By David Howell
COFFEEVILLE – Although the temperature was in the upper 90s, competitors weren’t fazed at the June 20 horse show at the Multi-purpose Building in Coffeeville. Horse enthusiasts had traveled from across the north half of Mississippi, jockeying for points in almost a dozen different events sponsored by the Tri-Lakes Western Horse Show Association.
Tri-Lakes is one of a dozen Mississippi Horse Show Associations, but has earned a reputation as offering a competitive field for horse enthusiasts working toward the state finals or 4Hers preparing for the district show which was held last weekend in Batesville.
The season for Tri-Lakes kicks off in March and continues through August 8, with state competition scheduled September 10 – 13.
“The state show is one of the biggest horse shows in the southeast,” reports Chuck Browning, who is serving his first year as president of the Mississippi Horse Show Association. Browning is also a member of Tri-Lakes and had several family members competing in the June 20 show.
“We are all working hard to qualify for the state show,” Browning continues. “That show lasts for four full days, it is a monster.”
While that state show is still several months away, Tri-Lakes has three horse shows remaining and the point spread is tight. Tri-Lakes horse always sends numerous entries for the state horse show, according to Yalobusha County Extension Director Steve Cummings, who provides behind-the-scenes organization for the Tri-Lakes competition.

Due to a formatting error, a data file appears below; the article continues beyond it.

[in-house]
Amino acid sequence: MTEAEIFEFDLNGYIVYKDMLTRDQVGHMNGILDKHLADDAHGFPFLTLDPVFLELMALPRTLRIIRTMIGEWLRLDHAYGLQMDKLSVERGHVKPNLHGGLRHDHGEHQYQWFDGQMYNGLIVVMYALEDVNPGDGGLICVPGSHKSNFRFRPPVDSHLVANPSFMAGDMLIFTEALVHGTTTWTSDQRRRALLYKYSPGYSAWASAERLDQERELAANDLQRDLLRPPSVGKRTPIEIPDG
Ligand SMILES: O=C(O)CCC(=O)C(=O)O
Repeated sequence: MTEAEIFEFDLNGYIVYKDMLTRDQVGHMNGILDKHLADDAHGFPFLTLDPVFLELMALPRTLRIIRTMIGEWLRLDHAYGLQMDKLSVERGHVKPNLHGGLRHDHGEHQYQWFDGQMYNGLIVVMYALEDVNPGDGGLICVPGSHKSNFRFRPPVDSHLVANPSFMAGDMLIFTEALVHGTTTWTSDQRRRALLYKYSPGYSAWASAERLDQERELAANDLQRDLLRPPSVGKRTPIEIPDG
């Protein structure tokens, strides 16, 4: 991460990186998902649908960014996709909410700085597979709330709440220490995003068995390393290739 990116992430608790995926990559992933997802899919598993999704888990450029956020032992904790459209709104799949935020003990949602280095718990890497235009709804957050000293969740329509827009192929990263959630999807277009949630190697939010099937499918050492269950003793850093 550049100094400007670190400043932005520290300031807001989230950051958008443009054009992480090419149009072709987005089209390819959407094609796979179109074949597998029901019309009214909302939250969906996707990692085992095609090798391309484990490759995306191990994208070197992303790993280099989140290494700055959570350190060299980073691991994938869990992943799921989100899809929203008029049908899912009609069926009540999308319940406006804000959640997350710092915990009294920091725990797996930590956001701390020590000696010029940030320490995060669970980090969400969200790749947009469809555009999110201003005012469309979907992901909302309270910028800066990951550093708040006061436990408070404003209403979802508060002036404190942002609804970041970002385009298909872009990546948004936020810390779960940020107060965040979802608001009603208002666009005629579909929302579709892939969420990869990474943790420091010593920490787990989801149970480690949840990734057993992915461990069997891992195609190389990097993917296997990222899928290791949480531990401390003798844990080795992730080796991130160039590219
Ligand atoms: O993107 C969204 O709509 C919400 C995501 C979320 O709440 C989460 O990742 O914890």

“This show has a good reputation, there is a lot of competition,” Cummings said, adding that the facility is a big plus.
Browning is also quick to brag on the county-owned facility. “It is a great facility, it provides easy access, is user friendly and the rent is great,” Browning reports.
It is not all about competition, the contestants also learn sportsmanship, responsibility and have fun, Cummings adds.
“This is a great show,” agrees Judy Reed, a regular competitor who travels from southern Panola County to compete, along with her eight year-old daughter, Mary Gracen. “It is a family atmosphere and the people are very helpful.”
Reed has only been around in recent years, but some of the contestants date back a generation. Now working in a supportive mom role, Lisa Byford recalls her days showing horses as a 4-H student under the direction of Cummings.
“Back then it was stock trailers and cable fences,” Byford reports.
Now her daughter, Casey, is a regular 4-H competitor and one of almost dozens of competitors at the June 20th event, competing in a variety of classes including halter, western, gaited, barrels, pole bending, quads and English event.
In each event, there are age groups which include classifications for 18 and older, 13- 17 and 12 and under. Halter classes also offer competition for six-and-under or nine-and-under, depending on the event.
The timed events, which include barrels, pole-bending and quads are scheduled last and the classes have been so large that shows have lasted until 4 a.m. Sunday morning, according to Cummings.
“This is good family entertainment and there is no charge to attend,” Cummings reminded. The next show is scheduled July 17 in Coffeeville, so grab your hats and come on out.